Thursday, April 08, 2010

Version Control Failure

Well, it was inevitable. A huge (and expensive) case of confused human genome versions.

While the human genome is 10 years old, that was hardly the final word. Lots of mopping up remained on the original project and perodically new versions would be released. The 2006 version, known as hg18, became very popular and is the default used by many sites. A later version (hg19) came out in March 2009 and are favored by other services, such as NCBI. UCSC supports all of them, but appears to have a richer set of annotation tracks for hg18. It isn't over yet: not only are there still gaps in the assembly (not to mention the centromeric badlands that are hardly represented), but with further investigation of structural variation across human populations it is likely that the reference will continue to evolve.

This is fraught with danger! Pairing an annotation track from one version with a different version results in very confusing results. Curiously, while the header line for the popular BED/BEDGRAPH formats has a number of optional fields, tagging them with version is not one of them. Software problems are one thing; doing experiments based on mismatched versions is another.

What came out in GenomeWeb's In Sequence (subscription required) is that the ABRF (a professional league of core facilities) had decided to study sequence capture methods and had chosen to test Nimblegen's & febit's array capture methods along with Agilent's in solution capture; various other technologies either weren't available or weren't quite up to their specs. I do wish ABRF had tested Agilent in both in solution and on array formats, as this would have been an interesting comparison.

What went south is that the design specification uploaded to Agilent used hg19 coordinates, but Agilent's design system (into a few days ago) uses hg18. So the wrong array was built and used to make the wrong in solution probes. So, when ABRF aligned the data, it was off. How much off depends on where you are on the chromosome: the farther down the chromosome the more likely it is to be off by a lot. ABRF apparently got a good amount of overlap, but there was an induced error.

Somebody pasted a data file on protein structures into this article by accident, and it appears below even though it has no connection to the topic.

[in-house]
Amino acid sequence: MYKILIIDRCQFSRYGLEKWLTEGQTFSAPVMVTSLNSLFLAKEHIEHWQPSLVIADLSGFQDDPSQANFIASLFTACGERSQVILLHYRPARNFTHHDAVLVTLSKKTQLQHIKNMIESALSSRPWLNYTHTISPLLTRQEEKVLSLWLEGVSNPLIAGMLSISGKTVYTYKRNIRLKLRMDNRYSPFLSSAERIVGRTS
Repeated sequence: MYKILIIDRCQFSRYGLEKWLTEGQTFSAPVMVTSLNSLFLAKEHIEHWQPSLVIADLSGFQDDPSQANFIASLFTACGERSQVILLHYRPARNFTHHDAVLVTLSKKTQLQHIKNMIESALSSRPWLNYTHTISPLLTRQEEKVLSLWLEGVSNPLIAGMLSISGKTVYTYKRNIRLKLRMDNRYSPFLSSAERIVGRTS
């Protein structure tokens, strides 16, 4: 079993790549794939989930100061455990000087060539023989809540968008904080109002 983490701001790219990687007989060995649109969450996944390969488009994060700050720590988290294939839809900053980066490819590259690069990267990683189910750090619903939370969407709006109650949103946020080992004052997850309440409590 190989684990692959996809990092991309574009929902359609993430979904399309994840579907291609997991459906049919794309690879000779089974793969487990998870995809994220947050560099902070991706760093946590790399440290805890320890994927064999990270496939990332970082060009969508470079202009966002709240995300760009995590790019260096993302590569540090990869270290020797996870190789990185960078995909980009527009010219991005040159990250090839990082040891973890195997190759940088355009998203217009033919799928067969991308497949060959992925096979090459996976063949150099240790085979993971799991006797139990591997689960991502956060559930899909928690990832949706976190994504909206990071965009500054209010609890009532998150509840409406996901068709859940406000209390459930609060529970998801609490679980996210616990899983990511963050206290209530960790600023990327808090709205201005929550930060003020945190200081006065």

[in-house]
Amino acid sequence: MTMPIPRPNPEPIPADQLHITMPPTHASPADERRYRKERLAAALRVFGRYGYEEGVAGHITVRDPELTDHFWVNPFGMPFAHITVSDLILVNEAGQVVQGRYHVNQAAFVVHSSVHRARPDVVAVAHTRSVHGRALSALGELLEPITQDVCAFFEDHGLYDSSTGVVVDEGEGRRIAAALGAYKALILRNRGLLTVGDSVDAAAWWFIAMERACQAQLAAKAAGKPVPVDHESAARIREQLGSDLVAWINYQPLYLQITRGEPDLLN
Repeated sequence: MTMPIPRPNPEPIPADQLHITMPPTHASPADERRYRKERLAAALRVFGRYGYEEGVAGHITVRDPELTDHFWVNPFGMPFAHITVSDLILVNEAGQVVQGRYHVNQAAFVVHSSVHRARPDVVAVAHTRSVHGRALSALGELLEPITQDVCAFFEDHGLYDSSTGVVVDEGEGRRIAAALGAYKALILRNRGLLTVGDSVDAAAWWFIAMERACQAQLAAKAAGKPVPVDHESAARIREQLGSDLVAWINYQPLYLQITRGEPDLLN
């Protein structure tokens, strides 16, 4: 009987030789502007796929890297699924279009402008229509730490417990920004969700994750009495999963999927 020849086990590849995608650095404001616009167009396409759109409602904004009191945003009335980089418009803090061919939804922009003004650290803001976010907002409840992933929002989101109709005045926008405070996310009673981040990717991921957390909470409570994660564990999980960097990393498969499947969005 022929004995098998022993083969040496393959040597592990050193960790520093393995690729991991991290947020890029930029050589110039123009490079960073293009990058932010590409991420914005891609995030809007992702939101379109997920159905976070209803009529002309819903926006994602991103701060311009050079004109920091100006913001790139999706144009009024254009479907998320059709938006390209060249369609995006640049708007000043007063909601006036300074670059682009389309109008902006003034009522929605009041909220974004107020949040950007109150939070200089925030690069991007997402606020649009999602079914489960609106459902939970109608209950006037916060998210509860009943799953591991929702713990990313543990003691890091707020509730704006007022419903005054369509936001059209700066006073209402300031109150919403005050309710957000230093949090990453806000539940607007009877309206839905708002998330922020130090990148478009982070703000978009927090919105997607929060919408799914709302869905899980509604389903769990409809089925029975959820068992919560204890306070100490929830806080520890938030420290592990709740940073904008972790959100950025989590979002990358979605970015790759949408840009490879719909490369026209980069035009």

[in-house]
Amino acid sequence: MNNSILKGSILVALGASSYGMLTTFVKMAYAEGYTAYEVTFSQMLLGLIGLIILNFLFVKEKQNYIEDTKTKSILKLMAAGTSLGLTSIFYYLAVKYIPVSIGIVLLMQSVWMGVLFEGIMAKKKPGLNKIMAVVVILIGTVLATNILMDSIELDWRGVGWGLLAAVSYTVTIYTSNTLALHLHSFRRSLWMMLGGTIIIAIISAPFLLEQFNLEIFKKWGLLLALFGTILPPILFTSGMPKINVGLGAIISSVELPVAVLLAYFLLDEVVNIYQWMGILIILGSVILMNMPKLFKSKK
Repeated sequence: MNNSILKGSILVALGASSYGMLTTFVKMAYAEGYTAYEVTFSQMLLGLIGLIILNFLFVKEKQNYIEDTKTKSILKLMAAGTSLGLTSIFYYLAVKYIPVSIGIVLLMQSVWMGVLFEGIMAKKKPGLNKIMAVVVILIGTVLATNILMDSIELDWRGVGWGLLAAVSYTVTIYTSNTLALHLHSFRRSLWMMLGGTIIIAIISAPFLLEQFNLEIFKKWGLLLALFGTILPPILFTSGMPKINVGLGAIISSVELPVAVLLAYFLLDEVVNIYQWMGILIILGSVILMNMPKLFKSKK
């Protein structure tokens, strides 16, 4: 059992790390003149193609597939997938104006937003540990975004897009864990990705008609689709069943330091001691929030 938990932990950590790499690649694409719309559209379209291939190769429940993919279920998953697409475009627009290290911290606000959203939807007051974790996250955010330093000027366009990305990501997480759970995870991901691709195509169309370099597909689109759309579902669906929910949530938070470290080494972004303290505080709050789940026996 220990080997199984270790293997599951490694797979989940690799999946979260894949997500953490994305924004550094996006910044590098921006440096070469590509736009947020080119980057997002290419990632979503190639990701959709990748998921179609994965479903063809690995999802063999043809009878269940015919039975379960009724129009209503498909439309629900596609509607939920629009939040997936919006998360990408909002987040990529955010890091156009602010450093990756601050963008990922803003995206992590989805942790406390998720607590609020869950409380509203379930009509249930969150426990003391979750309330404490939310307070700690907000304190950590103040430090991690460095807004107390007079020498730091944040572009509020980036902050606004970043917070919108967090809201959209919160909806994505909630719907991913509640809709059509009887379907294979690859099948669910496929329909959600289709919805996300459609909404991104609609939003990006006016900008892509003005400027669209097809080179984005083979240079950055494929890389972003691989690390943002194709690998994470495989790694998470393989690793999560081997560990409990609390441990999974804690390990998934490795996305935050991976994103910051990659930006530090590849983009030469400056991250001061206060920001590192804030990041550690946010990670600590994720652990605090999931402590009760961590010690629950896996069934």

I haven't yet found the actual study; I'm guessing it hasn't been released. If the GenomeWeb article is accurate, then it is in my opinion not kosher to grade the Agilent data according to the original experimental plan, since this wasn't followed. Either the Agilent data should be evaluated consistent to the actual design in its entirety OR the comparison of the platforms should be restricted to the regions that actually overlap between the actual Agilent design and the intended design.

In any case, I would like to put a plug in here that ABRF deposit the data in the Short Read Archive. Too few second generation sequencing datasets are ending up there, and targeted sequencing datasets would be particularly valuable from my viewpoint. Granted, a major issue is around confidentiality and donor's consents for their DNAs, which must be strictly observed. Personally, I believe if you don't deposit the dataset your paper should state this -- in other words, either way you must explicitly consider depositing and if you don't explain why it wasn't possible. The ideal of all data going into public archives was never quite perfect in the Sanger sequencing days, but we've slid far from that in the second generation world.

I had an extreme panic attack one day due to similar circumstances -- taking a quick first look at a gene of extreme interest in our first capture dataset it looked like the heavily captured region was shifted relative to my target gene -- and that my design had the same shift. Luckily, in my case it turned out to be all software -- I had mixed up versions but not in the actual design and so that part of the capture experiment was fine (I wish I could say the same about the results, but I can't really talk about them). I now make sure the genome version is part of the filename of all my BED/BEDGRAPH files to reduce the confusion and manually BLAT some key sequences to try While those are useful practices, I strongly believe that there should be a header tag which (if present) is checked on upload.


bishnu said...

I'm not sure I follow.

I'm fairly confident they did not upload hg19 genomic intervals into Agilent's system. I've done that myself and it led to complete junk, I'm extremely skeptical doing that would yield 70% coverage as reported in the article.

What seems more likely is that they took probes designed for hg19 and BLASTed them against the hg18 genome. That will mess up the spacing of probes a little, but agilent claiming that it alone accounts for the lack of coverage seems a little suspicious to me.

But yeah, either way, it's very sloppy work, and without actual study we can only speculate.

sm said...

My understanding is that agilent's hg19 version of probes is much more efficient, and they wish to use that for a better comparison!

I agree with the public datasets. Its really hard to go from one of these nextGen papers to their data!

tub said...

I had a similar experience when trying to replicate other people's work. I found that is a pretty good tool.